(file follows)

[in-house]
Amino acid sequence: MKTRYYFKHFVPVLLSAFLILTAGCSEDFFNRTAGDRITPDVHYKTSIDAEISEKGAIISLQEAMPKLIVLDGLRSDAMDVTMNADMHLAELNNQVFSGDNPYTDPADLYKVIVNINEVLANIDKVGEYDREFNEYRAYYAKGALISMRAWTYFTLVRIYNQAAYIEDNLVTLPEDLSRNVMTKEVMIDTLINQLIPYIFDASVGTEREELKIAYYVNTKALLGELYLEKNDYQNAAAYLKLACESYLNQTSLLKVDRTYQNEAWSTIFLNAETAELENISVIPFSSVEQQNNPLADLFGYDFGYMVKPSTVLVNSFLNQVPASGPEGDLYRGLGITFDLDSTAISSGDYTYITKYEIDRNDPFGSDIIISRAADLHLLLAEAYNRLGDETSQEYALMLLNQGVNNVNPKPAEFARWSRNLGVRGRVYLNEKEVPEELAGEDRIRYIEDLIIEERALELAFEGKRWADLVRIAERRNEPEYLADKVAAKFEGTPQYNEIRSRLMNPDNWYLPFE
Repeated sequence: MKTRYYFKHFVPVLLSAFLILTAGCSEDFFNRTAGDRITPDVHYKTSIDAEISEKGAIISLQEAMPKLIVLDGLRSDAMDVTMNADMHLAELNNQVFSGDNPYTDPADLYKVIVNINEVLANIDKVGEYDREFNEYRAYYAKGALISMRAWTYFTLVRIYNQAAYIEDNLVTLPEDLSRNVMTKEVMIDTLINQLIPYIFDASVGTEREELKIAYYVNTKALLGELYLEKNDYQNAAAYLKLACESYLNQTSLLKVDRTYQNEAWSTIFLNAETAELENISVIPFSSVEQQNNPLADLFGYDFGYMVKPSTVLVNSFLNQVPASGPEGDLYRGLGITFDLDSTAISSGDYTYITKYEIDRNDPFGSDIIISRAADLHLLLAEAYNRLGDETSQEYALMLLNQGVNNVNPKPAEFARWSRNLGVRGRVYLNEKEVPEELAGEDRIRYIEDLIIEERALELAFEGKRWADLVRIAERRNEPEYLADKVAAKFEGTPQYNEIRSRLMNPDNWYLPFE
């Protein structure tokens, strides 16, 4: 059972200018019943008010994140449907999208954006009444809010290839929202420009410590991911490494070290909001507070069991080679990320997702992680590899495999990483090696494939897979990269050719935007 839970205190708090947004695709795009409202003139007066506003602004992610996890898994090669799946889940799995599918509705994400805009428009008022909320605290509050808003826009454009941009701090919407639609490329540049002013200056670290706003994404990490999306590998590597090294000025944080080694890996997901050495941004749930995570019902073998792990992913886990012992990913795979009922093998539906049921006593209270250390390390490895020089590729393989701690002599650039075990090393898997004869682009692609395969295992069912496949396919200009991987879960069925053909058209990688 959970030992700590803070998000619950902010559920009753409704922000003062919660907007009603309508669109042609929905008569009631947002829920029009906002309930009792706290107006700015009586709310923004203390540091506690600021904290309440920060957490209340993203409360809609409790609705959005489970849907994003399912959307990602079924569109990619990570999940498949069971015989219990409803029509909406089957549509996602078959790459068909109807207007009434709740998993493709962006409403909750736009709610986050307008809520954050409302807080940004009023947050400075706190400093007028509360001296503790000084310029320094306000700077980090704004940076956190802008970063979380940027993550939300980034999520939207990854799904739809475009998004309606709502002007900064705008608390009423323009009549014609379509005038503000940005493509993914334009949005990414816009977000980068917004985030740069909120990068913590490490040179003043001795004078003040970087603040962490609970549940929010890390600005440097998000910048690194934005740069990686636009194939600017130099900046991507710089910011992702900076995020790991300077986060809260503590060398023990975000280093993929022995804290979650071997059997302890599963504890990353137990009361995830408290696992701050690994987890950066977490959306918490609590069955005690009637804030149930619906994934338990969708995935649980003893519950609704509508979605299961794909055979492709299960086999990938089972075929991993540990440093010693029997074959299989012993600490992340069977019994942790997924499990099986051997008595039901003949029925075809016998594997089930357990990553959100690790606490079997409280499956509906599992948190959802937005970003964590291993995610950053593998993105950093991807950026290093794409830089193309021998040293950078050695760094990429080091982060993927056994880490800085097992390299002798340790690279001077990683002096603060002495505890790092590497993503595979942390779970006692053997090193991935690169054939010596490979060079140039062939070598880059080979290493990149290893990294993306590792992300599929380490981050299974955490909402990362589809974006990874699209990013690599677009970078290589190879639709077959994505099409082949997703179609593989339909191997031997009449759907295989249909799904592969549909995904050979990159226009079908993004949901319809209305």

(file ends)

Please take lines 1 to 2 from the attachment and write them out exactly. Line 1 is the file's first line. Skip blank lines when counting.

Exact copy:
[in-house]
Amino acid sequence: MKTRYYFKHFVPVLLSAFLILTAGCSEDFFNRTAGDRITPDVHYKTSIDAEISEKGAIISLQEAMPKLIVLDGLRSDAMDVTMNADMHLAELNNQVFSGDNPYTDPADLYKVIVNINEVLANIDKVGEYDREFNEYRAYYAKGALISMRAWTYFTLVRIYNQAAYIEDNLVTLPEDLSRNVMTKEVMIDTLINQLIPYIFDASVGTEREELKIAYYVNTKALLGELYLEKNDYQNAAAYLKLACESYLNQTSLLKVDRTYQNEAWSTIFLNAETAELENISVIPFSSVEQQNNPLADLFGYDFGYMVKPSTVLVNSFLNQVPASGPEGDLYRGLGITFDLDSTAISSGDYTYITKYEIDRNDPFGSDIIISRAADLHLLLAEAYNRLGDETSQEYALMLLNQGVNNVNPKPAEFARWSRNLGVRGRVYLNEKEVPEELAGEDRIRYIEDLIIEERALELAFEGKRWADLVRIAERRNEPEYLADKVAAKFEGTPQYNEIRSRLMNPDNWYLPFE